Resource: Sturgeon Reach: Shifting Currents at the Heart of the Fraser

Authors: Terry Glavin and Ben Parfitt

Date: November 2012

More Information and to Purchase: New Star Books

Book Review: Chilliwack Times; Dec. 13, 2012; New book chronicles the effects of gravel removal


Partial proceeds from the sale of this book go towards Watershed Watch.  It is also available for sale at the Fraser River Discovery Centre.

Sturgeon Reach is the name some have given to a stretch of the Fraser River between Hope and Pitt Meadows, where its flow slows, and it deposits the gravel it’s been carrying from the province’s interior. Its story is one of rocks and stones, from its geological origins, from the mythic beginnings of human settlement, and from the arrival of Simon Fraser through to the onslaught of dykes and roads and bridges and foundations that today threaten the river’s essential nature.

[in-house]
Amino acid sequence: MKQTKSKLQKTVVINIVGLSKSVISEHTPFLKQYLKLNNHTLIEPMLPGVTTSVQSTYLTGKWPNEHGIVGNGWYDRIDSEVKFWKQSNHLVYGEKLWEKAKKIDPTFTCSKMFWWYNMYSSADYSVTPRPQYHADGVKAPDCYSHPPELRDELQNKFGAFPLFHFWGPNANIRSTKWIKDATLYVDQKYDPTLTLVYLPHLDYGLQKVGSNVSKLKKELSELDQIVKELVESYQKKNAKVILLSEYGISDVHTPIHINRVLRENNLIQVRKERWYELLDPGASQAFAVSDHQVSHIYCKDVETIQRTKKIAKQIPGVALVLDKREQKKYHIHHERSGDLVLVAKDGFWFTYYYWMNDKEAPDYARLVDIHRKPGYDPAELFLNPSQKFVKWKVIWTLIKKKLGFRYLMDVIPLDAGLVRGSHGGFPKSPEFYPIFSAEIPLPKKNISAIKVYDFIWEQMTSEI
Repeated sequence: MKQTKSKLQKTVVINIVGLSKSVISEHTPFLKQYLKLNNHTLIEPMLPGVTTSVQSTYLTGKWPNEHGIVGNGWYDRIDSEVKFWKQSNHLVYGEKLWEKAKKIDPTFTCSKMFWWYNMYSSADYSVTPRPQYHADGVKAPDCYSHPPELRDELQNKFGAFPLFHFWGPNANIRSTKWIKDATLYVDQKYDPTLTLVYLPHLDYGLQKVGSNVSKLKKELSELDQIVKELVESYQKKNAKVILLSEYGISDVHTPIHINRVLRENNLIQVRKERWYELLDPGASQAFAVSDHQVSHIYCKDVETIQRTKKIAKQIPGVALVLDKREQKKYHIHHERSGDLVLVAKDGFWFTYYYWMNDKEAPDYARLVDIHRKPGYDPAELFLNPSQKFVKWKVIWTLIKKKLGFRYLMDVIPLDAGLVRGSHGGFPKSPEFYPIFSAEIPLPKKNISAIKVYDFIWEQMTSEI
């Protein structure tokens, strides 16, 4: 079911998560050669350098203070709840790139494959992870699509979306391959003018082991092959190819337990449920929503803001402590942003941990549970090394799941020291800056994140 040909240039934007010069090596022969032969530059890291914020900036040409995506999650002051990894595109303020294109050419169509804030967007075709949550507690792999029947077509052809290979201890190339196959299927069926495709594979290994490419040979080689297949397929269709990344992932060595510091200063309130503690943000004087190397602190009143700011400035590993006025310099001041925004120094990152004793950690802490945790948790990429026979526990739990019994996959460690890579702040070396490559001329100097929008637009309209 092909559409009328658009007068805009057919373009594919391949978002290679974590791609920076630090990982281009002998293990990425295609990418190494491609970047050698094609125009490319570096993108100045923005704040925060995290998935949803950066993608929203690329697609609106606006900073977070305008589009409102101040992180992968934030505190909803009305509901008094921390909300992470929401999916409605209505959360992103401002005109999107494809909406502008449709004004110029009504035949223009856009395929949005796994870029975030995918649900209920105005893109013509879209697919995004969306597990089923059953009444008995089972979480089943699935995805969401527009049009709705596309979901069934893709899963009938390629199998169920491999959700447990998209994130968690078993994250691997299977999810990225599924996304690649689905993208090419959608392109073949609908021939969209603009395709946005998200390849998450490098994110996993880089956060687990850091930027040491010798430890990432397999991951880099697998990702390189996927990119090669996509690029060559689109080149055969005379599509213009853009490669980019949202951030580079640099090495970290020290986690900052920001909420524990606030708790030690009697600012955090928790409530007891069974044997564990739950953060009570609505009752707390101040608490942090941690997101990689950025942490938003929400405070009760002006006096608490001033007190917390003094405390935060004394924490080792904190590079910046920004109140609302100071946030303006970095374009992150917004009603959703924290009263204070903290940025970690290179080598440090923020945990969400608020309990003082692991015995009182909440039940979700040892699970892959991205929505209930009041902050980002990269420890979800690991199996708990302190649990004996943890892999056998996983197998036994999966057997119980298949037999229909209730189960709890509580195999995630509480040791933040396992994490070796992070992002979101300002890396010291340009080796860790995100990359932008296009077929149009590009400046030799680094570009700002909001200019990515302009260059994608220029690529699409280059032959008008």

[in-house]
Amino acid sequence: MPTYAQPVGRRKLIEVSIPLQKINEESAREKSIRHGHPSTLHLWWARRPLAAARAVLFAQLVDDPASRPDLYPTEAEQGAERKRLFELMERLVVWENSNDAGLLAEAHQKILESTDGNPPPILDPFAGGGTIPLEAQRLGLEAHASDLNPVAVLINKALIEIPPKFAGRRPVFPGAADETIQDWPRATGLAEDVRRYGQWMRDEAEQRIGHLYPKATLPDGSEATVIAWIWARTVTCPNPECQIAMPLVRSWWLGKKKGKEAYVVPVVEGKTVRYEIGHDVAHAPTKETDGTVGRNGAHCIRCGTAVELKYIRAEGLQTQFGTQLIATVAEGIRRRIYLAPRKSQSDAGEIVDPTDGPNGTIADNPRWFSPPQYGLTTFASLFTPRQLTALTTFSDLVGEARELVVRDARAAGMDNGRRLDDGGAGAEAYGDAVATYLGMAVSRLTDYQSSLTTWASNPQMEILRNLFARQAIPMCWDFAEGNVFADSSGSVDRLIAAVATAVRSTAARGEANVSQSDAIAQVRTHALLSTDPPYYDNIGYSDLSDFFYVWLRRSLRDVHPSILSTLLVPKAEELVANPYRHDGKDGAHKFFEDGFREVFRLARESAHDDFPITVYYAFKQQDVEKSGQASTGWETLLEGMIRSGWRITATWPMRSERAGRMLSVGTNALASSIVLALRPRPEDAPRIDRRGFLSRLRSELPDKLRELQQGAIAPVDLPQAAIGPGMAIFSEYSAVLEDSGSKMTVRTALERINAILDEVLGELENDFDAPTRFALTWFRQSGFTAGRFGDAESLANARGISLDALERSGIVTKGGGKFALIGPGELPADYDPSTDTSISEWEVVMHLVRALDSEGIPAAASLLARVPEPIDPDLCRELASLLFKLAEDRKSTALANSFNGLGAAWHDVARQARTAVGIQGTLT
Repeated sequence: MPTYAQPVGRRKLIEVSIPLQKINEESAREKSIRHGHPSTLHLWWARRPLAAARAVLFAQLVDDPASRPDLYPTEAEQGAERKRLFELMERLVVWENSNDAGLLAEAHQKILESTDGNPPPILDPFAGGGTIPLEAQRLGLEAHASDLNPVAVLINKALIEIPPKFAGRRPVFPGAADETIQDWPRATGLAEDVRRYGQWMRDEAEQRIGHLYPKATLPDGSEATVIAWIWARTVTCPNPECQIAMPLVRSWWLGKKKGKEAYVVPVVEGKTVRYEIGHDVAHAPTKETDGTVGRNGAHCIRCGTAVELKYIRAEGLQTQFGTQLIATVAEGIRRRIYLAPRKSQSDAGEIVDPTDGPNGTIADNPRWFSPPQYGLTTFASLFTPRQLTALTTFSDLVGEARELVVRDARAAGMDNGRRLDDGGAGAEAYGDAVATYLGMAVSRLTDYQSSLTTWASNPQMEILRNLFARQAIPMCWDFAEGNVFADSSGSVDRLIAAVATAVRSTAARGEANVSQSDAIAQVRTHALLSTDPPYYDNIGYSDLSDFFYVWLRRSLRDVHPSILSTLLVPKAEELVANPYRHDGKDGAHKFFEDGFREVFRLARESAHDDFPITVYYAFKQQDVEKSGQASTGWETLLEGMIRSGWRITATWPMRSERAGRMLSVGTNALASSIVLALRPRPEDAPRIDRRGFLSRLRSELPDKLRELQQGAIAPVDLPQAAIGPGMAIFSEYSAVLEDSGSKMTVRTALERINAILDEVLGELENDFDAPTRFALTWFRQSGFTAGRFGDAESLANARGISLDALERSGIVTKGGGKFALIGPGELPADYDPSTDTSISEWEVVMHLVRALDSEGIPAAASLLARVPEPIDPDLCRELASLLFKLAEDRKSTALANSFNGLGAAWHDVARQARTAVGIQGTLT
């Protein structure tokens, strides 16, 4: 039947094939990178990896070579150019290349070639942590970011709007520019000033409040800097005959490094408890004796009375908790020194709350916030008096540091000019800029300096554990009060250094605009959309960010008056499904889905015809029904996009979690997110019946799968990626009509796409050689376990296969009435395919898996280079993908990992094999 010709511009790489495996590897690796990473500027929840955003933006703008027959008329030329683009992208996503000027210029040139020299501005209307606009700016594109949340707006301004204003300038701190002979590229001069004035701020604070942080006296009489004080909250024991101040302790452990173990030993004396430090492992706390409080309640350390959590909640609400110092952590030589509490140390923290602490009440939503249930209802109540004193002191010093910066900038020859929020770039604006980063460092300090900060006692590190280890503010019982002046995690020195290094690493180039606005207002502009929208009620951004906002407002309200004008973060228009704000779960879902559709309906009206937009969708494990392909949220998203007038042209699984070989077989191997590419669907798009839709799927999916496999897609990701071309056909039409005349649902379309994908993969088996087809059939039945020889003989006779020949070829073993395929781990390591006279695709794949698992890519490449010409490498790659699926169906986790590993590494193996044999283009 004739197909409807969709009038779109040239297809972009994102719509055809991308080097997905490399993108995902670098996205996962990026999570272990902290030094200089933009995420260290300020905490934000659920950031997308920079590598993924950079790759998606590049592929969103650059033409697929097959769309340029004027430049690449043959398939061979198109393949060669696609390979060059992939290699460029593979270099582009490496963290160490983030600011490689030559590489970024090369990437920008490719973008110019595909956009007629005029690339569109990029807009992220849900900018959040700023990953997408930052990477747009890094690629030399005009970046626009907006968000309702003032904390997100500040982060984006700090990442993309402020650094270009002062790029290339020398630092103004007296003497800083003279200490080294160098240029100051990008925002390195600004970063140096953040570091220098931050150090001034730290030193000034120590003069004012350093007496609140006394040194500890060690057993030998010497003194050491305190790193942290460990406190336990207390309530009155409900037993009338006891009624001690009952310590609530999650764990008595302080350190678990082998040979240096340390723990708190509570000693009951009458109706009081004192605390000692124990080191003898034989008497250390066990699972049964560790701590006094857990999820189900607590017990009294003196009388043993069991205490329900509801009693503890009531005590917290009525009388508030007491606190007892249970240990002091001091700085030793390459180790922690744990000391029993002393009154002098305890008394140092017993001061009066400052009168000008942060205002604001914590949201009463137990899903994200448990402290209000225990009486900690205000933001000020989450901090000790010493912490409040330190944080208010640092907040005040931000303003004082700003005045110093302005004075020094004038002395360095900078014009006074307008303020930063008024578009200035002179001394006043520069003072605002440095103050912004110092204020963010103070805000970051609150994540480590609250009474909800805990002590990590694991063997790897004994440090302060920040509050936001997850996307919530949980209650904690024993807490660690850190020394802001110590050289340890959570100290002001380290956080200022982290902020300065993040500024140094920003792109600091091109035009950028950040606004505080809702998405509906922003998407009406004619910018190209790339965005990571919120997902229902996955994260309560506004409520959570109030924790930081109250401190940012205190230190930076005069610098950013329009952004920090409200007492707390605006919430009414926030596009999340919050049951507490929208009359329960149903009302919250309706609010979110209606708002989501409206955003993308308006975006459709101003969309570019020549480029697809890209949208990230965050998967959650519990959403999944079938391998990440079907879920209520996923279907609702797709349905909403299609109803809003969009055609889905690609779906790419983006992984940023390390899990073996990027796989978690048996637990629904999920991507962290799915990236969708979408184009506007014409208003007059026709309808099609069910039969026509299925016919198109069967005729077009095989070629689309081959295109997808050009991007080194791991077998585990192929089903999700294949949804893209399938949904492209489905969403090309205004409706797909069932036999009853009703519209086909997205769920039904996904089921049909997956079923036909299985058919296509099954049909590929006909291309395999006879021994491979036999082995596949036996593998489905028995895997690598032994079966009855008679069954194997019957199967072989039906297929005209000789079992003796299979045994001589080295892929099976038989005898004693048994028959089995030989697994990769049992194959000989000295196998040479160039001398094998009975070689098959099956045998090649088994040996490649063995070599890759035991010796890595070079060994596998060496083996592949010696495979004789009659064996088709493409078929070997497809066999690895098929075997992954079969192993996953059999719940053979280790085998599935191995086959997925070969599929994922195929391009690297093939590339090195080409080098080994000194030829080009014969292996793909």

Sturgeon Reach hosts an incredible array of life, from giant black cottonwoods to a creature that dates from the age of dinosaurs –– the remarkable white sturgeon. This stretch of river is the spawning ground for major salmon runs. And for millennia, it has also been the home of the Sto:lo Indians.

How can we now live well along a river that has a ceaseless desire to overflow its banks and set its own course? How can we allow the life that the river’s character fosters to persist in the face of overwhelming development? In the 20th book in the Transmontanus series, Terry Glavin and Ben Parfitt explore Sturgeon Reach — its geography, its history, its critical role in the coastal ecosystem, and the compelling story it tells about competing human needs.

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